The class we’ll look at is Tomcat’s DefaultServlet, written by Remy Maucherat (jboss monkey now, I believe) and Craig youknowwho.

    Where does one start, really? Any intern at my company who writes code like this would earn a serious ‘talking to’. It’s in fact probably wiser to just take them out back and shoot them, doing both them and the world a favour. Alas, opensores has no such safeguards, and both of these ******* are alive and well, still defecating out huge reams of code in the community’s general direction.

    So let’s get started. The first issue is the fact that everywhere, Throwable is caught. Yes, even Error type exceptions are caught. Things that god and Sun never intended for applications to even try to handle, tomcat will (silently) catch and ignore. After all, when you run out of memory, best thing to do is keep going right?

    We also have methods that happily check for exception message strings (search for broken pipe), so I’d advice you to never use that string in any of your own exceptions. The comment around that bit of code is also particular amusing. The exception is caught, next comment says //ignore it, and the next line? You guessed it, throw the exception!

    If you’ve ever wondered what the urge to chew off your own face feels like, then look no further than the parseRange and copyRanges methods. It’s like the authors fell off the antipattern tree and hit every branch on the way down, while somehow also managing to do things to exceptions that’d make your mother blush. We have returning concrete collection types when an interface will do, a million random exit points halfway through the method, using exceptions for logic flow rather than…well…exceptions. Hell, copyRanges even RETURNS an exception (which is ignored, sometimes). Come on Craig, you work at Sun, just go down the hall and for ****’s sake, ask someone to explain exceptions to you. You’re bound to find SOMEONE who understands the very basics.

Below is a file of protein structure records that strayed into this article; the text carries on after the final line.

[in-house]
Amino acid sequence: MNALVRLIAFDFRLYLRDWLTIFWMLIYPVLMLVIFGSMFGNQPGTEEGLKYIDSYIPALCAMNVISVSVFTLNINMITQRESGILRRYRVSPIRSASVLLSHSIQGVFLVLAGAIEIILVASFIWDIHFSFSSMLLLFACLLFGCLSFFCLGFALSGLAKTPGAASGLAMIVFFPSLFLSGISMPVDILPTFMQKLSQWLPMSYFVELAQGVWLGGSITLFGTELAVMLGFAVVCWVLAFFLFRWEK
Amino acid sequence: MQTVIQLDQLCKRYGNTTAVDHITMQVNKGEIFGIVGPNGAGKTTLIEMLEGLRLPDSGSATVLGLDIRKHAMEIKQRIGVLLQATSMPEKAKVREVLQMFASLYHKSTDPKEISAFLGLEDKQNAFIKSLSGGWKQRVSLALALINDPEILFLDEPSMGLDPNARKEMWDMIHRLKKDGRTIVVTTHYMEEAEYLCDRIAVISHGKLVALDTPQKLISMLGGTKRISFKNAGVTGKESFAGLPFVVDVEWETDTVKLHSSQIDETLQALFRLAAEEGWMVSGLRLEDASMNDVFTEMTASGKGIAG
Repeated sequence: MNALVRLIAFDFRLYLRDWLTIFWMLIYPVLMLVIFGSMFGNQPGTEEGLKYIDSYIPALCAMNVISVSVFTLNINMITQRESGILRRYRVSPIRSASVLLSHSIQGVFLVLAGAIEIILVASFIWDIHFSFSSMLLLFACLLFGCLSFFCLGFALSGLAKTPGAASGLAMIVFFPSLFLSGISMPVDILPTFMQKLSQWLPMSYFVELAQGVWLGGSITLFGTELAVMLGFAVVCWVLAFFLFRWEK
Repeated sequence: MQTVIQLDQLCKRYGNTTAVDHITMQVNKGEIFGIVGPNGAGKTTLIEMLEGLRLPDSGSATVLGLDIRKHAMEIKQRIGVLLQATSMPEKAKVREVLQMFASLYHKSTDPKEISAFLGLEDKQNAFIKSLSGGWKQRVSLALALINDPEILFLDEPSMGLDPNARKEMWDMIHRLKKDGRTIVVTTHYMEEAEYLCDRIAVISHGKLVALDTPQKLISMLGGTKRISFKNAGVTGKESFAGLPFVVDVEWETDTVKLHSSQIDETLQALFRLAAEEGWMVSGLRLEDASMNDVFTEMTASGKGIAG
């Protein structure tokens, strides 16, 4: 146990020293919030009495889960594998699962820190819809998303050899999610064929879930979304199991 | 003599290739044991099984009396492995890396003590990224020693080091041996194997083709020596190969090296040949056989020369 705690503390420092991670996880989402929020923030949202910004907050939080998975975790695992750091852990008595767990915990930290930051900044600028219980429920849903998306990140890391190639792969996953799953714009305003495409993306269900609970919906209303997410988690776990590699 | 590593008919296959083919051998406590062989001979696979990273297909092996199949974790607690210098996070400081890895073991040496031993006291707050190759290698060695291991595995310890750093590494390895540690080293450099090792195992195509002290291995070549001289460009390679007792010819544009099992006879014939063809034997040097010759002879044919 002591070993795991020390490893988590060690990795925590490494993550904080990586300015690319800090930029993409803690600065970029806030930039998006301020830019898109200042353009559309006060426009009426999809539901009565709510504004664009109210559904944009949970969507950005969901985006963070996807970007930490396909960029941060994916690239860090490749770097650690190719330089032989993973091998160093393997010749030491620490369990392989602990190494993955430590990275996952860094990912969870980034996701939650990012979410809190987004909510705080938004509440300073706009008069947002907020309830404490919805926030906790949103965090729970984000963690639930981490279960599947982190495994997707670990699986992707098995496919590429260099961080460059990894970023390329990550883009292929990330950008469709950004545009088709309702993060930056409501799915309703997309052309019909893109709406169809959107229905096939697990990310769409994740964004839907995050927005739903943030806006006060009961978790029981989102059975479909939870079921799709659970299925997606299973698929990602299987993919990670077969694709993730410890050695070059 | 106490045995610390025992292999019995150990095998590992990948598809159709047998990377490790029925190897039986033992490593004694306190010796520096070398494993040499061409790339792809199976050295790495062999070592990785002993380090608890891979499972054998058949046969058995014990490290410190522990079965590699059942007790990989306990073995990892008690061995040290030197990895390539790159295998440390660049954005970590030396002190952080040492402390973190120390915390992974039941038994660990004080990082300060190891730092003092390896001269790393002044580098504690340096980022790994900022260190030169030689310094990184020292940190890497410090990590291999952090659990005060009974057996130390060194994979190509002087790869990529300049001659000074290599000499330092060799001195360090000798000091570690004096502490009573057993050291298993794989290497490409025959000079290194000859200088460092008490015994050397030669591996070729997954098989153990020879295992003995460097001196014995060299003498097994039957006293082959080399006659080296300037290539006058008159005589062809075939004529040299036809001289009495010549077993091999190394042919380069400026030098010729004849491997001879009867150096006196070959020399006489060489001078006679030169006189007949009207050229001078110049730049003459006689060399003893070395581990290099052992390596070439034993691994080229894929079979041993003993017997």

At no point in the code is any stream closed in a finally clause, needless to say.

    The pain goes on and on, and never really ends with this class. We have an impressive ignorance of how basic numeric handling in java works, as evidenced by // To avoid 0.0 for non-zero file, we bump to 0.1. We also have renderSize and displaySize, both of which do equally ****ed up tulip.

    Ok, so maybe these kids don’t know the basics of elegant java code, that’s fine, many people don’t. At least they know idiomatic usage of java, right? They understand things like naming methods, idempotent methods, and so on. Haha, right. Calling validate on a range can have an interesting side effect of modifying the end of that range. Cool huh? You could avoid that ludicrous I’m-too-*******-stupid-to-know-how-to-keep-it-valid-so-I’ll-guard-against-it approach by just having a length() method, that is calculated based on start and end. Anything that reduces the amount of work you people need to exert can only be a good thing, given your intellectual capacity.